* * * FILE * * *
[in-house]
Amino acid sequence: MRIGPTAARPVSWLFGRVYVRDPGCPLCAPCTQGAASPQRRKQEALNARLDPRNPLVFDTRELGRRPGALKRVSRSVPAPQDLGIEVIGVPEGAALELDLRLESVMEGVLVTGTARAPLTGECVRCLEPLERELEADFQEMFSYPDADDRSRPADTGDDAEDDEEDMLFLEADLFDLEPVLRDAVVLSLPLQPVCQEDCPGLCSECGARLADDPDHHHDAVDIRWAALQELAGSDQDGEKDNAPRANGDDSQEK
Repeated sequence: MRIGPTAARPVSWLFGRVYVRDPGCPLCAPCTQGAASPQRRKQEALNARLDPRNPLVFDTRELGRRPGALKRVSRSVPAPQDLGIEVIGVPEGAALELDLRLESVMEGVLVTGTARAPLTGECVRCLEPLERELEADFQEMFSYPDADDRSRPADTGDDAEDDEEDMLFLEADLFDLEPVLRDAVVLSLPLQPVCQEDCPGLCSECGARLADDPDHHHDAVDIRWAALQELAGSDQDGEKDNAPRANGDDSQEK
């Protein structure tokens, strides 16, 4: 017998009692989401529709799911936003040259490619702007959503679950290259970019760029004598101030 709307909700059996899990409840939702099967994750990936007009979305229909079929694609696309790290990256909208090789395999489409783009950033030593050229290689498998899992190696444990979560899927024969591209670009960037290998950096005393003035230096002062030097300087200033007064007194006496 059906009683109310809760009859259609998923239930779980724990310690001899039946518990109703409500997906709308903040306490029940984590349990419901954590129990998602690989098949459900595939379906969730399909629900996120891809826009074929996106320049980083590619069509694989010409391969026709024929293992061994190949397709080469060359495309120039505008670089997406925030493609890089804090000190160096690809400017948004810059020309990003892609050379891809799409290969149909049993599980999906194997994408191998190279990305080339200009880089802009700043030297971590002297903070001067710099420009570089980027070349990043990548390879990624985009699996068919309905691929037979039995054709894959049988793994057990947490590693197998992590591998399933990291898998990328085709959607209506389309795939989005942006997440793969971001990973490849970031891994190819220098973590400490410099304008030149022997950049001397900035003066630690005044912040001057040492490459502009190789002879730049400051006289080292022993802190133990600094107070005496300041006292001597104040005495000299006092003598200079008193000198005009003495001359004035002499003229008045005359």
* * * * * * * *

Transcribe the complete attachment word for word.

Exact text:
[in-house]
Amino acid sequence: MRIGPTAARPVSWLFGRVYVRDPGCPLCAPCTQGAASPQRRKQEALNARLDPRNPLVFDTRELGRRPGALKRVSRSVPAPQDLGIEVIGVPEGAALELDLRLESVMEGVLVTGTARAPLTGECVRCLEPLERELEADFQEMFSYPDADDRSRPADTGDDAEDDEEDMLFLEADLFDLEPVLRDAVVLSLPLQPVCQEDCPGLCSECGARLADDPDHHHDAVDIRWAALQELAGSDQDGEKDNAPRANGDDSQEK
Repeated sequence: MRIGPTAARPVSWLFGRVYVRDPGCPLCAPCTQGAASPQRRKQEALNARLDPRNPLVFDTRELGRRPGALKRVSRSVPAPQDLGIEVIGVPEGAALELDLRLESVMEGVLVTGTARAPLTGECVRCLEPLERELEADFQEMFSYPDADDRSRPADTGDDAEDDEEDMLFLEADLFDLEPVLRDAVVLSLPLQPVCQEDCPGLCSECGARLADDPDHHHDAVDIRWAALQELAGSDQDGEKDNAPRANGDDSQEK
């Protein structure tokens, strides 16, 4: 017998009692989401529709799911936003040259490619702007959503679950290259970019760029004598101030 709307909700059996899990409840939702099967994750990936007009979305229909079929694609696309790290990256909208090789395999489409783009950033030593050229290689498998899992190696444990979560899927024969591209670009960037290998950096005393003035230096002062030097300087200033007064007194006496 059906009683109310809760009859259609998923239930779980724990310690001899039946518990109703409500997906709308903040306490029940984590349990419901954590129990998602690989098949459900595939379906969730399909629900996120891809826009074929996106320049980083590619069509694989010409391969026709024929293992061994190949397709080469060359495309120039505008670089997406925030493609890089804090000190160096690809400017948004810059020309990003892609050379891809799409290969149909049993599980999906194997994408191998190279990305080339200009880089802009700043030297971590002297903070001067710099420009570089980027070349990043990548390879990624985009699996068919309905691929037979039995054709894959049988793994057990947490590693197998992590591998399933990291898998990328085709959607209506389309795939989005942006997440793969971001990973490849970031891994190819220098973590400490410099304008030149022997950049001397900035003066630690005044912040001057040492490459502009190789002879730049400051006289080292022993802190133990600094107070005496300041006292001597104040005495000299006092003598200079008193000198005009003495001359004035002499003229008045005359």